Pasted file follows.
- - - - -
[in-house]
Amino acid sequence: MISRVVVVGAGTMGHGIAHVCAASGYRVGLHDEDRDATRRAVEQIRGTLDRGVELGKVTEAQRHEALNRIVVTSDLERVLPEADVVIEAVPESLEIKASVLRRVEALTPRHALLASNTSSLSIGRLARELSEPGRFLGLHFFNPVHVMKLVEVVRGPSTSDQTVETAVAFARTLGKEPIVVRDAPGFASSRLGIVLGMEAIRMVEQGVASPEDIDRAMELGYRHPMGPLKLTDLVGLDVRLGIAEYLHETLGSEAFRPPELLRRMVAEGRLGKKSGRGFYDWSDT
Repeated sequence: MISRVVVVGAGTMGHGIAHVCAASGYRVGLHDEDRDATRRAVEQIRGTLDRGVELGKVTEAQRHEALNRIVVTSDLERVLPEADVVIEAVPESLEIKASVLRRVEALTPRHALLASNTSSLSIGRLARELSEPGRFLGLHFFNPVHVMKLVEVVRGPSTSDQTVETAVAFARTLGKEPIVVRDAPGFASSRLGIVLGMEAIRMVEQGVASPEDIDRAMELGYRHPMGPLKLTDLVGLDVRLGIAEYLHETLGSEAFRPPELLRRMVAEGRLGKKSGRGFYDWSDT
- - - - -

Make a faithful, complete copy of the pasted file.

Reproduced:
[in-house]
Amino acid sequence: MISRVVVVGAGTMGHGIAHVCAASGYRVGLHDEDRDATRRAVEQIRGTLDRGVELGKVTEAQRHEALNRIVVTSDLERVLPEADVVIEAVPESLEIKASVLRRVEALTPRHALLASNTSSLSIGRLARELSEPGRFLGLHFFNPVHVMKLVEVVRGPSTSDQTVETAVAFARTLGKEPIVVRDAPGFASSRLGIVLGMEAIRMVEQGVASPEDIDRAMELGYRHPMGPLKLTDLVGLDVRLGIAEYLHETLGSEAFRPPELLRRMVAEGRLGKKSGRGFYDWSDT
Repeated sequence: MISRVVVVGAGTMGHGIAHVCAASGYRVGLHDEDRDATRRAVEQIRGTLDRGVELGKVTEAQRHEALNRIVVTSDLERVLPEADVVIEAVPESLEIKASVLRRVEALTPRHALLASNTSSLSIGRLARELSEPGRFLGLHFFNPVHVMKLVEVVRGPSTSDQTVETAVAFARTLGKEPIVVRDAPGFASSRLGIVLGMEAIRMVEQGVASPEDIDRAMELGYRHPMGPLKLTDLVGLDVRLGIAEYLHETLGSEAFRPPELLRRMVAEGRLGKKSGRGFYDWSDT